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days, they would get from them, he would get from them their best military advice. >> general allen, thank you for joining us today. >> good to be with you, george. and thank you again for what you did for the legacy of this terrible day. >> thank you. >> there is lots more ahead on "this week." our powerhouse "roundtable" standing by to weigh in on where things stand in this unsettled election. and up next, homeland security secretary jeh johnson. from ground zero on this 15th anniversary of 9/11. are we safer now than we were then? we'll get his latest thoughts on russia's moves to meddle in our elections. >> announcer: "this week with george stephanopoulos" brought to you by bp. it's not a banner that goes on a wall. it's not something you do now and then. or when it's convenient. it's using state-of-the-art simulators to better prepare for any situation. it's giving offshore teams onshore support. and it's empowering anyone to stop a job if something doesn't seem right. at bp, safety is never being satisfied.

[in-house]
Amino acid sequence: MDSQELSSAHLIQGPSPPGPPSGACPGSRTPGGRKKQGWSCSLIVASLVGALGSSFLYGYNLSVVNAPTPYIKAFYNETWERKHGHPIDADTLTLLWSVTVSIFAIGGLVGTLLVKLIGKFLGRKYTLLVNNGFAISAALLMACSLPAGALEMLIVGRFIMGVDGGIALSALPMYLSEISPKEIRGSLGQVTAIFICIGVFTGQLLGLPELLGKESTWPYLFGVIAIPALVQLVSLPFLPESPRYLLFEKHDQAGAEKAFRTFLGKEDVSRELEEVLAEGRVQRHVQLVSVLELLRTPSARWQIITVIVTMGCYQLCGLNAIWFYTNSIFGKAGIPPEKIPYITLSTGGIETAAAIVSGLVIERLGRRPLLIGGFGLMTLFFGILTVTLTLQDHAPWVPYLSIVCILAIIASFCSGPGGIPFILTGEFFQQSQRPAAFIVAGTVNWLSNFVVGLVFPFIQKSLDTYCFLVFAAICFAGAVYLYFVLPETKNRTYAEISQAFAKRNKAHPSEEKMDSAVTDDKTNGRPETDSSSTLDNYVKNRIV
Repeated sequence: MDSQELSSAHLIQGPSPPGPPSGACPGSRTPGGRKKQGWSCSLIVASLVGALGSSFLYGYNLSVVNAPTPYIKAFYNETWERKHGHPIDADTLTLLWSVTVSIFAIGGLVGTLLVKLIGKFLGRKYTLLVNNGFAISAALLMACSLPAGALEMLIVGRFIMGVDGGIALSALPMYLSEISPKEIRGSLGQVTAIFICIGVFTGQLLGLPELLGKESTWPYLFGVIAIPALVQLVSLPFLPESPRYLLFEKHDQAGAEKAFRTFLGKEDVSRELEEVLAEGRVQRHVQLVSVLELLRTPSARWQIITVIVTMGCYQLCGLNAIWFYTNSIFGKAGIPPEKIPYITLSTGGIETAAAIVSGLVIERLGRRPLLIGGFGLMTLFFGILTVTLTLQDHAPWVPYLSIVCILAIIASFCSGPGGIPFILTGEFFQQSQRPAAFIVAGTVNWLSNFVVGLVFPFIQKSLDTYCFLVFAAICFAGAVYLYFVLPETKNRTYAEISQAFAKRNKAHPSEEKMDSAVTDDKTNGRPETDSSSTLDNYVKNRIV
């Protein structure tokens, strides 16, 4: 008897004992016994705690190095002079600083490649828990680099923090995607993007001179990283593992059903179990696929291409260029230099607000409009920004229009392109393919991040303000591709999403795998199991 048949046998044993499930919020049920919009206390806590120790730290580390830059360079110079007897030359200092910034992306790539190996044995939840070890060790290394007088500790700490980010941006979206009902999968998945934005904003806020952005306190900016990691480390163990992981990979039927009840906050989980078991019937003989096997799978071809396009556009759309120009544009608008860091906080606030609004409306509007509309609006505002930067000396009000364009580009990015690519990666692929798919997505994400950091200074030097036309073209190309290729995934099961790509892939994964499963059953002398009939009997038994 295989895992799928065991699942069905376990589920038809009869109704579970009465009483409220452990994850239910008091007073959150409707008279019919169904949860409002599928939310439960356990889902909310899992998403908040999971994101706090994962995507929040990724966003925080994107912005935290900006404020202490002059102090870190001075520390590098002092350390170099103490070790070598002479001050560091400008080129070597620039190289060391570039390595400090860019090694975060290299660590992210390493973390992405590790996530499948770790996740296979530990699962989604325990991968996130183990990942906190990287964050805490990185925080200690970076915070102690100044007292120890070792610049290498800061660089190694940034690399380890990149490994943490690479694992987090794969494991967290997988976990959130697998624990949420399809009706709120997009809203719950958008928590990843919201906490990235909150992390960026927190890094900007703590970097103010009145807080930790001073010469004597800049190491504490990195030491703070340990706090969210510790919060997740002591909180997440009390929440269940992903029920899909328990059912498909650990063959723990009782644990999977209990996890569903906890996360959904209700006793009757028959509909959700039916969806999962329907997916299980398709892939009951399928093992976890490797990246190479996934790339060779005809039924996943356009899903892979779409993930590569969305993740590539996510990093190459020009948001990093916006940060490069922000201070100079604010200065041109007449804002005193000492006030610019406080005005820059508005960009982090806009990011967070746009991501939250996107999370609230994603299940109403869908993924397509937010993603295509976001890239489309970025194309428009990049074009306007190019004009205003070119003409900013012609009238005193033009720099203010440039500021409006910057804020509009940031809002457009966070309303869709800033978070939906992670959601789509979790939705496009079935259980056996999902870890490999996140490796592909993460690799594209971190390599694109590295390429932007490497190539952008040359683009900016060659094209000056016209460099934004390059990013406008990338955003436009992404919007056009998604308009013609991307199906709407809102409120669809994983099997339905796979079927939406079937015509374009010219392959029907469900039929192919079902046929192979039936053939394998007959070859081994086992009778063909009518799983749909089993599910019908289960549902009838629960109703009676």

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that's why i use excedrin.n hold because of a headache. it has two pain fighters plus a booster and for some, headache relief starts in just 15 minutes. now moments lost to headaches are moments gained with excedrin. [heartbeat] we have a big debate coming up. who knows what's going to happen there? i don't imagine any of you are going to be watching the debate. >> donald trump is a self-proclaimed great debater who won every one of the republican debates. so i take nothing for granted. >> that first big presidential debate just two weeks from tomorrow. and our partners at ssrs